Blog|The Rev. Canon Dr. Greg Kimura, Ph. D.
Growing up Asian American in an area with many Native Americans, Thanksgiving always seemed a strange holiday. The imagery of pilgrims and Indians sitting down together, with all the implications of blessing a land grab, never really meshed. Neither did turkey. We always got together at my uncle’s restaurant with family and friends and had Japanese food. Turkey and mashed potatoes were there, but Thanksgiving food memories for me are sushi, teriyaki salmon, and gyoza.
Yet the emphasis on thankfulness was always there which made me feel connected to something greater than just a simple family gathering.
All holidays evolve in meaning to fit the context and the time. In the mainly Central American immigrant neighborhood where I live, it was heartening to see many young kids being escorted door-to-door on Halloween by parents and older siblings. The experience seemed new to them, even forgetting to say “trick-or-treat.” Yet, with the excitement of candy and pride in costumes, it also struck me a wonderful way for kids and their parents entering the customs of the culture and becoming American. Holidays, in this sense, are touch points of connection to others in a shared experience.
This Thanksgiving will be informed by what’s happening in the world, with all its conflicts and recent memories of holidays frustrated by COVID. Despite these very real problems and whatever challenges we have in our lives, we all have much for which to be thankful. It is important that we remember that and take time in a holiday like Thanksgiving to commemorate it.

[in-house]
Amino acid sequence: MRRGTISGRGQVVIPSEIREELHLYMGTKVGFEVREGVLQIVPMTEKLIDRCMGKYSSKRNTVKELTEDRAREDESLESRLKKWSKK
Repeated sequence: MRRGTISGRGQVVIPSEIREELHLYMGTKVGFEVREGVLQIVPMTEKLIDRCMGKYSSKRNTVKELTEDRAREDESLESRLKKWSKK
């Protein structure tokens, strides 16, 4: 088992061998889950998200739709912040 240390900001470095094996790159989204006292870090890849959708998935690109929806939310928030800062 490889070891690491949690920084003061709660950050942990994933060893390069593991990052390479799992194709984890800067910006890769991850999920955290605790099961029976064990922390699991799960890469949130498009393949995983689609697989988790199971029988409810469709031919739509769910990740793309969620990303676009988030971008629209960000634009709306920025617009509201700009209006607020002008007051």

During COVID, we even saw the rise of social media #gratitude, which is another word for thanksgiving. But the one thing we should remember about the holiday as a faith community is not only that we are grateful for what we have; we are grateful to the One who provides it. We are thankful to God for the abundance of blessings, and for the responsibility of stewardship to others, however we celebrate this day and whatever it looks like.
As all prayer is itself a form of thanksgiving, we pray:
Almighty and gracious God, we give you thanks for the fruits of the earth in their season and for the labors of those who harvest them. Make us, we pray, faithful stewards of your great bounty, for the provision of our necessities and the relief of all who are in need, to the glory of your Name; through Jesus Christ our Lord, who lives and reigns with you and the Holy Spirit, one God, now and for ever. Amen.
(Adapted from the BCP, Rite II, prayer for Thanksgiving Day)
The Rev. Canon Greg Kimura, Ph.D.
Vice Dean and Cathedral Canon